12/14/2008

REVIEW: Bad Habits by Cristy Road

Here's the review I did of Cristy Road's new novel, Bad Habits, for Maximum Rocknroll (issue #308, January 2009).

[UNEDITED]


BAD HABITS

By Cristy Road

224 pages - $14.95

Softskull Press







Cristy Road is infamous for her gender queer, sex positive drawings and her rowdy narratives about the dingy underground. Bad Habits is no exception. This is her second novel, following 2006's Indestructible, with about twice the content – closing in on nearly 200 pages of heavy analogies and gritty illustrations.


Through the protagonist Carmencita, a Cuban-American Miami transplant living in New York, Road weaves a story about surviving in an ever-changing city. Often using the cityscape as a metaphor, she explores the connections between race, class, gender, and madness. Cristy Road's unique voice creates vibrant scenery and equally vibrant characters. Her fluorescent descriptions of the simultaneously tattered, decaying, yet magical atmosphere of New York City evoke likeness to the otherworldly narratives of Francesca Lia Block.


Bad Habits is a circus of our favorite freaks: the punks, the drag queens, the queers, the assholes, the drunks, and the junkies. It's about trauma and depression, vulnerability and isolation. Road explores the bipolar nature of a dilapidated city and a decaying Coney Island. Actually, bipolar nature seems to be a theme - between Carmencita's drug-ridden ups and downs, self-assurance and self-doubt, decay vs. gentrification - the concrete world of New York City easily becomes a mirror for the contradictions of the human heart. Particularly exciting is Cristy Road's dip into magical realism, acknowledging drug-induced trips and Carmencita's own internalized psyche as valid, actual, experience. Carmencita says, "You have to accept any chemically altered state of mind as a legitimate human feeling." Carmencita's troubled existence emphasizes the simultaneous necessity of community support, family and friend-style, as well as the shortcomings of said communities. Through brutal vulgarity and brutal honesty, Carmencita will not let us forget that in order to love each other, we must love ourselves first.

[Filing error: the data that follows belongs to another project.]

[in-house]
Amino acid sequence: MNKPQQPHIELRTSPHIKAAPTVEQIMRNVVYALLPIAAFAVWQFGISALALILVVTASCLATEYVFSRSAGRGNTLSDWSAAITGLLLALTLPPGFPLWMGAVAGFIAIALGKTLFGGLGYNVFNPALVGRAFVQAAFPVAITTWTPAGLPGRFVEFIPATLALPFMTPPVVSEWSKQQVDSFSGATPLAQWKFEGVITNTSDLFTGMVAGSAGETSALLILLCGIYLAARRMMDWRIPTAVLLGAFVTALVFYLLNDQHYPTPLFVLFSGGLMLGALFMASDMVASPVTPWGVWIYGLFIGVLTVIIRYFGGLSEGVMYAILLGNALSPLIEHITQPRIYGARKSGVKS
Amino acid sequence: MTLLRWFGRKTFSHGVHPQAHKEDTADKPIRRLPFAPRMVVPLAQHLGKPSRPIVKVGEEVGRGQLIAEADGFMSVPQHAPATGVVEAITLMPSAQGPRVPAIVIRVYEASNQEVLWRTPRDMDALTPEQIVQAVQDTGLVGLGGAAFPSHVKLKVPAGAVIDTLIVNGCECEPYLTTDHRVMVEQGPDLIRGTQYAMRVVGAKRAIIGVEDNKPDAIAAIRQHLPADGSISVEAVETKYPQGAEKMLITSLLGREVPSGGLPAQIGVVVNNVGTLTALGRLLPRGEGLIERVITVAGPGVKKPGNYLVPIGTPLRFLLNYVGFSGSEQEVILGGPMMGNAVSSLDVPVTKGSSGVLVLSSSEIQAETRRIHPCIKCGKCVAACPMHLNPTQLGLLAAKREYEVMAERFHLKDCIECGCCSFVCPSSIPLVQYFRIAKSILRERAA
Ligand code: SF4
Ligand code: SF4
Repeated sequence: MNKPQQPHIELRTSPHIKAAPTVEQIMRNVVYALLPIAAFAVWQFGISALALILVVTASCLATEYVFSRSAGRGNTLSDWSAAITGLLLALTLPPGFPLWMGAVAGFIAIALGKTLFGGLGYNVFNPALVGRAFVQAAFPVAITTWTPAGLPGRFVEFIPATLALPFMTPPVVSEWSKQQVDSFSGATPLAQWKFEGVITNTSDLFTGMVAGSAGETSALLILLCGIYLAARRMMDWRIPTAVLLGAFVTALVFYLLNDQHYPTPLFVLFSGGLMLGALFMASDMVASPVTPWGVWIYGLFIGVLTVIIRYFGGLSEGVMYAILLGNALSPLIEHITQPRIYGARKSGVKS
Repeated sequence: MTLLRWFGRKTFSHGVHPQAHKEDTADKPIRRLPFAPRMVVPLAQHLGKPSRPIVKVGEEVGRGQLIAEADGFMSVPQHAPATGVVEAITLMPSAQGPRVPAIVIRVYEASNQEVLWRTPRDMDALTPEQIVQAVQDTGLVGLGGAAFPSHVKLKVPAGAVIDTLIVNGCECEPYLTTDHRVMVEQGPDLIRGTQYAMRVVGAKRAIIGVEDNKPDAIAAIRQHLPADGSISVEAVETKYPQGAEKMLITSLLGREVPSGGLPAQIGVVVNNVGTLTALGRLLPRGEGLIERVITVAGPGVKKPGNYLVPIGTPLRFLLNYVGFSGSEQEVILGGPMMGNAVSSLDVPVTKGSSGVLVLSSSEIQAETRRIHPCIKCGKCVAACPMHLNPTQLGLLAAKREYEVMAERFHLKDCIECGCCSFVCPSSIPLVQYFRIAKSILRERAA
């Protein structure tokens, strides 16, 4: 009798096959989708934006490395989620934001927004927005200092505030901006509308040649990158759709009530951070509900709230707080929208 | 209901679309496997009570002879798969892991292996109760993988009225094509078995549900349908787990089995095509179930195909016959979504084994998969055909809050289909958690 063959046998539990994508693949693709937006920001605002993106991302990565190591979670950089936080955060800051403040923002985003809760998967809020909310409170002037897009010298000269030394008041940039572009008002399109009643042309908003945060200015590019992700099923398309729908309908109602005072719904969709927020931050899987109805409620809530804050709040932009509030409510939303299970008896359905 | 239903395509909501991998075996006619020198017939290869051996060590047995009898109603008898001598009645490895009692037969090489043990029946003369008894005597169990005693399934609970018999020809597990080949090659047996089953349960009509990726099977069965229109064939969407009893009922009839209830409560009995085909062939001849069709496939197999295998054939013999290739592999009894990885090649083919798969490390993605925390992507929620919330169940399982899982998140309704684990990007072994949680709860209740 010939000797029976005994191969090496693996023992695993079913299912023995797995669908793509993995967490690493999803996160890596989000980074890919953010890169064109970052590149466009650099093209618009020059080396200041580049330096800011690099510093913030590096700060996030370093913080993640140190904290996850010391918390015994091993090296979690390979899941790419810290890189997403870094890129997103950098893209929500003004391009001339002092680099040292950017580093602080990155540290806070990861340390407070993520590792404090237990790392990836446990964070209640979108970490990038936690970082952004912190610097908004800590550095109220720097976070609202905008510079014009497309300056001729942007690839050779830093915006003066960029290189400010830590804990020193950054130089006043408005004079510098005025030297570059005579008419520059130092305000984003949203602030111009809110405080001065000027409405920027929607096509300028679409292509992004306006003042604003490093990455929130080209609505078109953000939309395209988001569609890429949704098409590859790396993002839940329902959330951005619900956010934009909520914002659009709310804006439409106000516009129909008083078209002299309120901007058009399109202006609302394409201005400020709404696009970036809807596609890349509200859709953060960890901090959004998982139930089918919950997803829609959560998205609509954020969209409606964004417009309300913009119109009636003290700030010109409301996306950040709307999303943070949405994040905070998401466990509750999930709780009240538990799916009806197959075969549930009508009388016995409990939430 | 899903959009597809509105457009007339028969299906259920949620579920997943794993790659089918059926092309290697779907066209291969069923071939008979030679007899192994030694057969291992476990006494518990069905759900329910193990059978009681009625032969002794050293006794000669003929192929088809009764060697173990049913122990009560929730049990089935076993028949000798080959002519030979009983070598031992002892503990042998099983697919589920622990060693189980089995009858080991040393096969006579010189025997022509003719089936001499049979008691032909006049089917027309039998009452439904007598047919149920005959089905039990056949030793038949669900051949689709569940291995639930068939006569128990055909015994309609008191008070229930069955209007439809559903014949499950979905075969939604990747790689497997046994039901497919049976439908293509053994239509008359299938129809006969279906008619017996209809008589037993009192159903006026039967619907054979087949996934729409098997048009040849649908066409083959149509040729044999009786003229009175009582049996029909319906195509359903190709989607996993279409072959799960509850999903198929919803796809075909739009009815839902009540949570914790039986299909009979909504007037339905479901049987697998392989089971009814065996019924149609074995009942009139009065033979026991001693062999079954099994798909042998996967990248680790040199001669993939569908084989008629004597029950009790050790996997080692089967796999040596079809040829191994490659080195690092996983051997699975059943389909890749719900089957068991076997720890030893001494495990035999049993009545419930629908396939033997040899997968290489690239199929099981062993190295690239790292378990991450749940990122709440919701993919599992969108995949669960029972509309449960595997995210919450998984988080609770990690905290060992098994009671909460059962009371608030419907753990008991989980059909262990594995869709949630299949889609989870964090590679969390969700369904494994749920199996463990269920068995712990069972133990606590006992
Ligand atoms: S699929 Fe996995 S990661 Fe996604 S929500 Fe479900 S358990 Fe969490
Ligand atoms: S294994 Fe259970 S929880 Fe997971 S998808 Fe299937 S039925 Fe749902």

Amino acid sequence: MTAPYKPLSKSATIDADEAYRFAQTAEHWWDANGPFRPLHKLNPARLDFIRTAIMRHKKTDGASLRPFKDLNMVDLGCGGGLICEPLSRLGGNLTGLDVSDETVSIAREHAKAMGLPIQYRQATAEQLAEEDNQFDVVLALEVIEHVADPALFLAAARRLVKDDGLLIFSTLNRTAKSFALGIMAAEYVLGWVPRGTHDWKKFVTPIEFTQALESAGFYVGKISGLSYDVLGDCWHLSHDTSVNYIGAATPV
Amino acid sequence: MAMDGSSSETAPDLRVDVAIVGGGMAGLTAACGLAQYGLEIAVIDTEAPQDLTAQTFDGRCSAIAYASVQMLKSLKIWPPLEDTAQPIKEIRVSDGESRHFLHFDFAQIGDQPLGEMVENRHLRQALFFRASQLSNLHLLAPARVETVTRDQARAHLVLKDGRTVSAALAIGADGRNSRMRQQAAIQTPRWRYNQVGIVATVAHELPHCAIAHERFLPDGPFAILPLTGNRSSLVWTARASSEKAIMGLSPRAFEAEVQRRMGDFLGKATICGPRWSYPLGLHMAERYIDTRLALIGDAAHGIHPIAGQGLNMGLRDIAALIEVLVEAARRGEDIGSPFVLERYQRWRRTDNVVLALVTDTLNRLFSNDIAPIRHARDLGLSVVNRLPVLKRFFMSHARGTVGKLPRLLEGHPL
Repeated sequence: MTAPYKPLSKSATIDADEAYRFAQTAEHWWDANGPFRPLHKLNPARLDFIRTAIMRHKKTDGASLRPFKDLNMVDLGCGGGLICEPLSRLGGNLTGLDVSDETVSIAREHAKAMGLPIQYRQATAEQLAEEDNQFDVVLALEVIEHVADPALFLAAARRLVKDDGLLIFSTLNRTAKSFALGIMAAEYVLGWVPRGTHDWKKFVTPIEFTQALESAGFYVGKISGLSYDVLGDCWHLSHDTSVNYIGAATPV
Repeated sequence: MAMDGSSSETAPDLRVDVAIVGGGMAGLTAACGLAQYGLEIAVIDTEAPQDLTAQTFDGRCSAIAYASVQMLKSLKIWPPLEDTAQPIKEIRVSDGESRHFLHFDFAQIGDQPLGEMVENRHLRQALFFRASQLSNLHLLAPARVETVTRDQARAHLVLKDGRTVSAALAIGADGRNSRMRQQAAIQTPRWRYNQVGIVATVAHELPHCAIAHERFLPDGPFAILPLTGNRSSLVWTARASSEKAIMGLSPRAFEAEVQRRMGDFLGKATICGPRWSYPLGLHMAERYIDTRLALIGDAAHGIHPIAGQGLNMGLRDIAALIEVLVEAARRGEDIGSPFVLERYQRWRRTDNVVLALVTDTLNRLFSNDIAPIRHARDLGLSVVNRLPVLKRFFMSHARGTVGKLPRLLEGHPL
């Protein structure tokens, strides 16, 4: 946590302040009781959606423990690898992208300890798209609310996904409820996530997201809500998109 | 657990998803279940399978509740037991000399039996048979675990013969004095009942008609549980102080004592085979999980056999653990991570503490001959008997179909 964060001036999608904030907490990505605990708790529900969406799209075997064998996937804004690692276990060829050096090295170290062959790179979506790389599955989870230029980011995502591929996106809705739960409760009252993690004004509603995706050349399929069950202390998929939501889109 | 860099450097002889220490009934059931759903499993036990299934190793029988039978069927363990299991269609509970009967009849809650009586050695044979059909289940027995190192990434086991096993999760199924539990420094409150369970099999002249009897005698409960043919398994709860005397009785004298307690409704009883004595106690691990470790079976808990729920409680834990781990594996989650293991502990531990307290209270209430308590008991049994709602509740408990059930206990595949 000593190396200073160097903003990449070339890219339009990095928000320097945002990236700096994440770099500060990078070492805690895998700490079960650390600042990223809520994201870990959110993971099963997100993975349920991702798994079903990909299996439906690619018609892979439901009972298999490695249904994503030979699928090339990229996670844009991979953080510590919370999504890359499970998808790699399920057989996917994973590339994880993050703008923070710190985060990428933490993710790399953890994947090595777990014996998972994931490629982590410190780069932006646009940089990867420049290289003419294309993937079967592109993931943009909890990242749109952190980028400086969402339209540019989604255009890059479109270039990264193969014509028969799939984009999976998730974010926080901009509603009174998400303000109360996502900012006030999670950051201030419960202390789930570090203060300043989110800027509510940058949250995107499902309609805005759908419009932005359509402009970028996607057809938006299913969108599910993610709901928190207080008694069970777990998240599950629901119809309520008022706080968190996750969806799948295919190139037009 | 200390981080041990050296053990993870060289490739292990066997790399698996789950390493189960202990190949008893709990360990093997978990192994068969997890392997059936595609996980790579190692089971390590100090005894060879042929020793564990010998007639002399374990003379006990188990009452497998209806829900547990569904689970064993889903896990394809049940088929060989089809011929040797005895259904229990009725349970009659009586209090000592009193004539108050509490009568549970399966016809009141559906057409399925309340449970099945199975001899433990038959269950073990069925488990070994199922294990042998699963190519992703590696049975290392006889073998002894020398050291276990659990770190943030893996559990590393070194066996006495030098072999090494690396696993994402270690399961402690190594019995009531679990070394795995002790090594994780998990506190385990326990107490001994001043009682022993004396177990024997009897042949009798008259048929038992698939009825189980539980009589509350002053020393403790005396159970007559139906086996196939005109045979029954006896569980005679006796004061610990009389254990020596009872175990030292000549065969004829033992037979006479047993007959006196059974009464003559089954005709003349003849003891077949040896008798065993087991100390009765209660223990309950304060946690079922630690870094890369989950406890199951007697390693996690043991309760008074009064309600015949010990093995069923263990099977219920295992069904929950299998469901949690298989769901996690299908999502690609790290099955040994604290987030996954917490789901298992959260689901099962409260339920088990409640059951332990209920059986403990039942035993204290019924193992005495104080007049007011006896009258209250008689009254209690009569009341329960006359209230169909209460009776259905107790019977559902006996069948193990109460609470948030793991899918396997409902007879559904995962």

It is nearly impossible not to identify with one of the characters in Bad Habits, as each of them struggles with the pangs of every day existence on the fringes. What is the connection between capitalism and madness? How do we navigate the schizophrenic lifestyle of working to live, and creating a world that we can feel safe in? What happens when our desires are cast aside? The carnage is palpable in Bad Habits, as we enter a world where the answer to these questions often results in self-medication, self-destruction, and addiction.


Cristy Road's salty language and unabashed enthusiasm to talk about booze, sex, and drugs often leads to immediate comparison with male authors. Road's work may involve a lot of traditionally male subject matter, however, her voice has a lot more to do with weaving reality and fantasy together, creating a fresh, contemporary take on magic realist tradition. Bad Habits is a large step in defining the author's narrative voice, and left me waiting for the next big thing from Cristy Road.




-- Kate Wadkins